Irish Republican News · April 26, 2004
[Irish Republican News]

[Irish Republican News]
IRISH REPUBLICAN NEWS: PEACE ON HOLD
PEACE ON HOLD

Bitter political exchanges look to set to continue at least until the British general election in May following Bertie Ahern’s statement that he does not expect developments in the peace process until after the summer.

Despite the Dublin premier’s negative view, he said it was “time to stabilise things”. But he also said that he does not “see a way of getting the [necessary] trust and confidence at present”.

Speaking in cryptic terms at St Patrick’s College, Drumcondra, Dublin, he said: “Ultimately we will have to come around to the starting line again. Everyone may not get to it again. History says that’s the way it always was. History is usually right.”

He added that those supporting “the physical force tradition” would “drift off”. This was “a feature of Irish history”, he declared.

He claimed he had anticipated the failure to reach agreement last December.

“I saw it coming last year. In April 2003 and October 2003 we got very close to the line. The issue was the same. I am not going to say very much about it, though it is not fully understood by the wider audience. The same issue, the same specific issue created difficulties for the negotiations.”

Meanwhile, the Dublin parliament has been debating a motion condemning Sinn Féin and the Provisional IRA.

The motion by the opposition Fine Gael party, supported by Labour and the Greens, notes the assessment by the Irish and British governments that the IRA was responsible for the pre-Christmas bank raid.

The IRA has denied involvement in the robbery and last week withdrew its offer to decommmission its weapons, accusing the Irish and British governments of damaging the peace process.

The motion condemns the IRA’s statements last week as “retrograde” and “an implicit threat to the Irish people”, and demanded that “IRA criminality” must come to a complete end.

It also condemned recent comments by the Sinn Féin leadership denying that certain IRA actions should be considered crimes.

Sinn Féin Dail group leader, Caoimhghin O Caolain, described the motion as “very negative, and offering nothing in terms of moving the whole peace process forward”.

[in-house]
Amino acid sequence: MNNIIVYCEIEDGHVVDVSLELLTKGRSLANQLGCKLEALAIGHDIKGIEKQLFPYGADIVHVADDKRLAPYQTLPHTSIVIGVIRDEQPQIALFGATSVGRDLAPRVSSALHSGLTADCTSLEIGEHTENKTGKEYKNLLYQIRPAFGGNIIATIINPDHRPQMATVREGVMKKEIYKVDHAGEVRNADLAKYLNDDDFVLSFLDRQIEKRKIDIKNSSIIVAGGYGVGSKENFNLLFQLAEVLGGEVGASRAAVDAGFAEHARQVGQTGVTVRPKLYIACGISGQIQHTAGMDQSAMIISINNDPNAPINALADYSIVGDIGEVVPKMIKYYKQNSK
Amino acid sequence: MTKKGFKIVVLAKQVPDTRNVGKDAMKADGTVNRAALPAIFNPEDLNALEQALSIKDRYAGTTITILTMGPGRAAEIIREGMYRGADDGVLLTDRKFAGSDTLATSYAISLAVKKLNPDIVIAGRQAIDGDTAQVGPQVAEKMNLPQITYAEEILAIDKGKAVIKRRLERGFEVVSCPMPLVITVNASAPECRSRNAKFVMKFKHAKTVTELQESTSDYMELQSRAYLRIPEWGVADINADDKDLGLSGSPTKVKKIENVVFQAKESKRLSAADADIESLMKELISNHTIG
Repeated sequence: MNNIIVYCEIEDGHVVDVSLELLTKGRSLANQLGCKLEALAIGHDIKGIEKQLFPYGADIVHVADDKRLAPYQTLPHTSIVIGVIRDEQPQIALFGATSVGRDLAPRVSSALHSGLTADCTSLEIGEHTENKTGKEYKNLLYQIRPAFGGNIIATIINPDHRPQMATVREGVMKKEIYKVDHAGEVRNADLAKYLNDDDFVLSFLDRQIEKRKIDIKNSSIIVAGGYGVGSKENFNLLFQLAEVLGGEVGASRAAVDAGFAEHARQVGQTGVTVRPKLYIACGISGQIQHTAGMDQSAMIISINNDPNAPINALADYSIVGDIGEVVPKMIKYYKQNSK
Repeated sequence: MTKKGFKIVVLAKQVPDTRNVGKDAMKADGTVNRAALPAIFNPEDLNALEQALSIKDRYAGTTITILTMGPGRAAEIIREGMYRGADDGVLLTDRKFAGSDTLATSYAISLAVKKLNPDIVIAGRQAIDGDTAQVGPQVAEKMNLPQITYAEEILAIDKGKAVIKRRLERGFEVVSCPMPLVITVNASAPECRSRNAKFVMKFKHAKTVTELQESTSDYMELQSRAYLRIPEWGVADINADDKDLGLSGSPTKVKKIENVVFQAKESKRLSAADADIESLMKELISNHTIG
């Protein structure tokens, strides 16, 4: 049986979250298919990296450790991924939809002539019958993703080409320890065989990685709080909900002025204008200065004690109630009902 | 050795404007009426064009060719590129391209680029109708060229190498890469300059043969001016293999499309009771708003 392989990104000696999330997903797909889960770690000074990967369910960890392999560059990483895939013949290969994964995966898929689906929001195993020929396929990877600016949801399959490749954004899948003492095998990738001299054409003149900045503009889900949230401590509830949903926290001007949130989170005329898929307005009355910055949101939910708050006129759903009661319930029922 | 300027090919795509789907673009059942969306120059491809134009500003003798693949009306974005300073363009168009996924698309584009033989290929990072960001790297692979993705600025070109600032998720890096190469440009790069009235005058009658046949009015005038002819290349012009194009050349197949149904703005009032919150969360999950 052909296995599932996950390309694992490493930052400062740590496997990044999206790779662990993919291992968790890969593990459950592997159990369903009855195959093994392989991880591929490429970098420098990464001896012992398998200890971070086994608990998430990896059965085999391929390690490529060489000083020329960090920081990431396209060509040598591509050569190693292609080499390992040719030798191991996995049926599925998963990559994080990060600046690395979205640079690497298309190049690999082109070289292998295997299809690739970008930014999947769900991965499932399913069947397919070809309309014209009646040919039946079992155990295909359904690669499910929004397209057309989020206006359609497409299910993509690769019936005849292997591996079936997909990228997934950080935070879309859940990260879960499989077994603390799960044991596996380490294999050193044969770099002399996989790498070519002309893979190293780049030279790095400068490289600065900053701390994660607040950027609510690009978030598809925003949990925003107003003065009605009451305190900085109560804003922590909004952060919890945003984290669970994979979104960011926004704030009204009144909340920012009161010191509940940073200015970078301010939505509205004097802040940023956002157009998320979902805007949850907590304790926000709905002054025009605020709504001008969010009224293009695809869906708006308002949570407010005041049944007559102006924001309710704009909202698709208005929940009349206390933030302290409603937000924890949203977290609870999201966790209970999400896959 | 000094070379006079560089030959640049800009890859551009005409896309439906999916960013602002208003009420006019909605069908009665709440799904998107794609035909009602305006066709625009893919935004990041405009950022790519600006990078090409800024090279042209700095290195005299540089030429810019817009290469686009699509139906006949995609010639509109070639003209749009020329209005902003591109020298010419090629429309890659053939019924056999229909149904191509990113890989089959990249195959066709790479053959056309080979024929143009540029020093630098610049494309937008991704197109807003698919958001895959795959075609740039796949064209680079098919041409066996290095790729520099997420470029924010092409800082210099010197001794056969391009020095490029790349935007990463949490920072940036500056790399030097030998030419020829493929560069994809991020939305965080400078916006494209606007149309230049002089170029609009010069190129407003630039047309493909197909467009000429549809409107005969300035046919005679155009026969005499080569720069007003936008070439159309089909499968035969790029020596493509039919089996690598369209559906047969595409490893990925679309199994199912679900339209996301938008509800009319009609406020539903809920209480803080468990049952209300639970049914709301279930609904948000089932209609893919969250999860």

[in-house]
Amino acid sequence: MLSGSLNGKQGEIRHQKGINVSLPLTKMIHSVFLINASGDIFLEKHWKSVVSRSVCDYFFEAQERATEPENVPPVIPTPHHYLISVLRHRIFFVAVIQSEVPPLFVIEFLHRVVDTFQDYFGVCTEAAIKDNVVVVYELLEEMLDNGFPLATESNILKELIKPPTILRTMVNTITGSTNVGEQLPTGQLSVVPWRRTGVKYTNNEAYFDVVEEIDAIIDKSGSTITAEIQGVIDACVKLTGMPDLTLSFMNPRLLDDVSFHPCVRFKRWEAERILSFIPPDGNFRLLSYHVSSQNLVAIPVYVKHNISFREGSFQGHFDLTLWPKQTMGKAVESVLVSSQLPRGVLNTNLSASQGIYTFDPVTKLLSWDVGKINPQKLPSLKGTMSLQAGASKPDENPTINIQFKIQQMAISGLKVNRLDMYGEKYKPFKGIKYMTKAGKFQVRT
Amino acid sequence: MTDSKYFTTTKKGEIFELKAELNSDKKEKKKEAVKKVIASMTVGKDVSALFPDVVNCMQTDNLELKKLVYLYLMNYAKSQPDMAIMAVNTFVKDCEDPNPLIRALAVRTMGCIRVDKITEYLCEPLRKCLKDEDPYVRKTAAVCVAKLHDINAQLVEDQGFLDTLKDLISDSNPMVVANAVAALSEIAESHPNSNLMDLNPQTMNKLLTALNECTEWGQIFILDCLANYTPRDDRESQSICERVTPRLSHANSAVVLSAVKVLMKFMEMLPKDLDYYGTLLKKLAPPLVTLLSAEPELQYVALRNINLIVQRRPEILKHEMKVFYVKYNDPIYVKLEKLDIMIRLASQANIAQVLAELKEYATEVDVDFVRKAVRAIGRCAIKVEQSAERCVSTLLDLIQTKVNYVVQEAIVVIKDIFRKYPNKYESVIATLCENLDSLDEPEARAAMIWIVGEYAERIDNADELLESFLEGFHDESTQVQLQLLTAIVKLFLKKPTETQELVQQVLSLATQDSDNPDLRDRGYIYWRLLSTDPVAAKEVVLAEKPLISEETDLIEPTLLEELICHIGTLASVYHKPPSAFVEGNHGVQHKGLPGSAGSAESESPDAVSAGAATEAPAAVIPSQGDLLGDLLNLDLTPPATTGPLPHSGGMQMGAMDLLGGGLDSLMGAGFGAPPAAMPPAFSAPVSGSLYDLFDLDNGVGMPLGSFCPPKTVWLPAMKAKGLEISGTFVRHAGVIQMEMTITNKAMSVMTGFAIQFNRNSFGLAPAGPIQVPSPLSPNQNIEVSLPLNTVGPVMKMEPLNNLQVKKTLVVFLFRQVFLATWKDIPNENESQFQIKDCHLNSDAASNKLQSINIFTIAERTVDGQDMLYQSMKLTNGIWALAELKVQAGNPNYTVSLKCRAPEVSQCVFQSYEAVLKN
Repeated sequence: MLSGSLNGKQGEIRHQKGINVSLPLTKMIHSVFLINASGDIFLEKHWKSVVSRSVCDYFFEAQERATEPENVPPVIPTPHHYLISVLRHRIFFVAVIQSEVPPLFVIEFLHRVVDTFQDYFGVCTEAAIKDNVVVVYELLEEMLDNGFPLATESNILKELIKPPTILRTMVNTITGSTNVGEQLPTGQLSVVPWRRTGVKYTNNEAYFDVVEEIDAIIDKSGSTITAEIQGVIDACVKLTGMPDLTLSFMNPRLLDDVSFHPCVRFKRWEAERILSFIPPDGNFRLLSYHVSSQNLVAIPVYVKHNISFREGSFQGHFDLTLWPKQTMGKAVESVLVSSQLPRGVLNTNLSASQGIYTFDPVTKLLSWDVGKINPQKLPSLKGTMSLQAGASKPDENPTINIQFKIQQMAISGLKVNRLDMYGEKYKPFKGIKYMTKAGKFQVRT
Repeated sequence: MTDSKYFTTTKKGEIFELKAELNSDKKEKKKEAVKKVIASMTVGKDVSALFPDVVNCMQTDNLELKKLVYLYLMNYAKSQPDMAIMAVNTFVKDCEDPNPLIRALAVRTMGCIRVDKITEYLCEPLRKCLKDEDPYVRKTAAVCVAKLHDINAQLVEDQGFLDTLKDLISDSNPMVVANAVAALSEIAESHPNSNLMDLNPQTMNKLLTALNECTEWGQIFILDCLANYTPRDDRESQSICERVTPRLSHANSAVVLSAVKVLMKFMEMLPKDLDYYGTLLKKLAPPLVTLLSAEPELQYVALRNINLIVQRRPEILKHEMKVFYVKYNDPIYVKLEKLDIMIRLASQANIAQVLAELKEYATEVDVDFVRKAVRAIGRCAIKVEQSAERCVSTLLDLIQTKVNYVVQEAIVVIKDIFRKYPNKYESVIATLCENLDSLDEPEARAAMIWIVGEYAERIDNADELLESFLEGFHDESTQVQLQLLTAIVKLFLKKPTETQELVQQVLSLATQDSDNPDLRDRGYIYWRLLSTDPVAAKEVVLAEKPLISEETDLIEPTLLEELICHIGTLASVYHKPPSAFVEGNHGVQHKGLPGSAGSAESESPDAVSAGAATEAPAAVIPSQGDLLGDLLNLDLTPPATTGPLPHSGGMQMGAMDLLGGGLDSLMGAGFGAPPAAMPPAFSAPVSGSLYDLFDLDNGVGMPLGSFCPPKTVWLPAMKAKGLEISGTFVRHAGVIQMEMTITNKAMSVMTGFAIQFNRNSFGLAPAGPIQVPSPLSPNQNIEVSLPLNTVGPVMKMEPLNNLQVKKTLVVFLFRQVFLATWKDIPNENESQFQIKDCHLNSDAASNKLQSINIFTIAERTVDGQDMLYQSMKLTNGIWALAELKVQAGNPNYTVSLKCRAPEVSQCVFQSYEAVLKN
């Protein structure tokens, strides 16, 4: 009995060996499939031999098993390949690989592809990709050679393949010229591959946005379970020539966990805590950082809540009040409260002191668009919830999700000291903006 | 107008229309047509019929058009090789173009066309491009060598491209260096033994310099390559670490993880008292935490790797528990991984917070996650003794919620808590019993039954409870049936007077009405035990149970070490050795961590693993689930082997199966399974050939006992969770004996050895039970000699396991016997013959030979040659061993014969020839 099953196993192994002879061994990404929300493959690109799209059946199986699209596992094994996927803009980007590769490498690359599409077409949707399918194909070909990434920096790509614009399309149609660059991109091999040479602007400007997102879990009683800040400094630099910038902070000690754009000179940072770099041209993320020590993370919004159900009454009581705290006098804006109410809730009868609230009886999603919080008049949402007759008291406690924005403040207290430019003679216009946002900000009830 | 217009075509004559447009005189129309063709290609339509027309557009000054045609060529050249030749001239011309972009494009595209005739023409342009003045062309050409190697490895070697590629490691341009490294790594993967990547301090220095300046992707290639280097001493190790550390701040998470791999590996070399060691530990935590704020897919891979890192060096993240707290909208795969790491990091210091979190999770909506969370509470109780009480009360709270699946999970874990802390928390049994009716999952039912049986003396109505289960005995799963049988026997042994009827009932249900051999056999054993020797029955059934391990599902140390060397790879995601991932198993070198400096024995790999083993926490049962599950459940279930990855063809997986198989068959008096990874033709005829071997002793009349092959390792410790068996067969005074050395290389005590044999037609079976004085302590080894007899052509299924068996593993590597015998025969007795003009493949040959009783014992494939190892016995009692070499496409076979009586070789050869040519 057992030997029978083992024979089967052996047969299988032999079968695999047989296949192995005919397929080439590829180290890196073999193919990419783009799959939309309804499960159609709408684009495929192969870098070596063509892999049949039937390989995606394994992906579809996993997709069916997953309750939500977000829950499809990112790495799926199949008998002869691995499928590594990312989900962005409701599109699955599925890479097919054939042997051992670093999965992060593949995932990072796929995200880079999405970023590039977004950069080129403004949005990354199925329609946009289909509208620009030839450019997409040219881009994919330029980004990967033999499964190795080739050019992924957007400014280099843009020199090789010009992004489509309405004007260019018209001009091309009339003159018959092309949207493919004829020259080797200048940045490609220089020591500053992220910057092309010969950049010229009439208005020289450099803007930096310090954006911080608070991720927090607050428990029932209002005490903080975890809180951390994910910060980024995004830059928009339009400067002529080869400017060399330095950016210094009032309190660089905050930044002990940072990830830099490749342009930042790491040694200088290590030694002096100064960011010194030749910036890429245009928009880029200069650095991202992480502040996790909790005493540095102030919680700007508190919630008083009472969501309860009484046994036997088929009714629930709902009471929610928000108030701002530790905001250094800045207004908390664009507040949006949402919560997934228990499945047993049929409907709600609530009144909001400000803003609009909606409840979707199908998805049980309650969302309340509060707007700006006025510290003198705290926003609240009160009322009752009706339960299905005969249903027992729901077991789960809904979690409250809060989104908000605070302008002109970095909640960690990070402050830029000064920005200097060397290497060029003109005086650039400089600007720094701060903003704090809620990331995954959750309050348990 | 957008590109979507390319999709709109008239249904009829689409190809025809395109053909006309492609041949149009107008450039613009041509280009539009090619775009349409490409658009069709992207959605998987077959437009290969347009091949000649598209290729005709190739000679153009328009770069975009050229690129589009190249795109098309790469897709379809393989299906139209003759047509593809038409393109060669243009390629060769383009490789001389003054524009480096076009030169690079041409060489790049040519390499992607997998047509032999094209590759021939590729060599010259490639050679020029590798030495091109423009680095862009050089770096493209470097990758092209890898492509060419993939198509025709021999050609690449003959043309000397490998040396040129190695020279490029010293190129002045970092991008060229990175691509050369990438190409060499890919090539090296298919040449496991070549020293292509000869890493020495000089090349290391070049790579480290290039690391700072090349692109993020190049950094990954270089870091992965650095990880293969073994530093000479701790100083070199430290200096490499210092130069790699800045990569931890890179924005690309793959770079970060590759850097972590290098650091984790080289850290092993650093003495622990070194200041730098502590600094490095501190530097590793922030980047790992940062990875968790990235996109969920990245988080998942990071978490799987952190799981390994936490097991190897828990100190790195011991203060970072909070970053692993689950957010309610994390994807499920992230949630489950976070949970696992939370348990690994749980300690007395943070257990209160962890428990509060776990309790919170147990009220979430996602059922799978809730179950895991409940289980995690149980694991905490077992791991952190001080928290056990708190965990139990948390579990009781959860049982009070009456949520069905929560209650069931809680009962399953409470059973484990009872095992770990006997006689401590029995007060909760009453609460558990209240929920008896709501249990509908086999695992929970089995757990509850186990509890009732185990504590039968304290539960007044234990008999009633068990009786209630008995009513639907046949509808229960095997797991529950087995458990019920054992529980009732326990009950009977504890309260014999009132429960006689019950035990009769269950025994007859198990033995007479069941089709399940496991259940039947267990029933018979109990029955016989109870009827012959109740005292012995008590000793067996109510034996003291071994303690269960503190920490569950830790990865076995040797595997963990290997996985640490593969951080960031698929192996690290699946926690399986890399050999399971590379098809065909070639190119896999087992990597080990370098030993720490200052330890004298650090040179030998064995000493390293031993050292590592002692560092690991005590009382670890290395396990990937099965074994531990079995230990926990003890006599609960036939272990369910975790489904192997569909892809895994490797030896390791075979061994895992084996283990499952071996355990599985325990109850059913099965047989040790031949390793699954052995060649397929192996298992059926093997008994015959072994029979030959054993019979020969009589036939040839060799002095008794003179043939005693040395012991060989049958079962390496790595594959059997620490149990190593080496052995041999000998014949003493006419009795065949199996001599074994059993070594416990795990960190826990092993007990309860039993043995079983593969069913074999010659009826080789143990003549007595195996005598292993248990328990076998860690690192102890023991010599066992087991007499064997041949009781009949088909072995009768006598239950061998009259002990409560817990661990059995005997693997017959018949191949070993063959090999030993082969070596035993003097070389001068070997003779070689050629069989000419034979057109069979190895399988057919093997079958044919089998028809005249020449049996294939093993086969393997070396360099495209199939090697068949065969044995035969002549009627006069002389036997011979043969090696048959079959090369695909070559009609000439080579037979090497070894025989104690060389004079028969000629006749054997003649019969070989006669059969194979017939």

“They seem to be returning to the failed agenda of their former leader John Bruton,” said O Caolain. [Bruton became known to the public as ‘John Unionist’ for his anti-nationalist views]

“Their narrow-minded and blinkered anti-republican agenda has well and truly exposed. In fact it stands in marked contrast to their lack of concern on other issues. Where was Fine Gael’s outrage and indignation at the failure of Paul Murphy and the British Government to provide information in relation to the role of their forces in the Dublin/Monaghan bombings and other acts of collusion in this state?”

“The Sinn Féin amendment focuses on the Good Friday Agreement. That’s the basis for us all to move forward.”

PAWNS OFF THE BOARD

The Sinn Féin amendment to the motion said the party rejected criminality in all its forms but made no reference to the early release of the Castlerea 4 - the key issue which secured the government’s support for the motion.

The redrafted Fine Gael motion welcomed Ahern’s recent statement that his offer regarding the early release of the Castlerea 4 was “off the table”.

The four remain jailed at Castlerea prison over the manslaughter of Garda Jerry McCabe in contradiction of the early releases mandated by the 1998 Good Friday Agreement.

Fuelled by anti-republican media coverage, the men described as “McCabe killers” have been withheld as pawns in the peace negotiations.

Their potential release was described by Mr Ahern this week as “off the table and I do not see it coming back on the table either for that matter.”

© 2004 Irish Republican News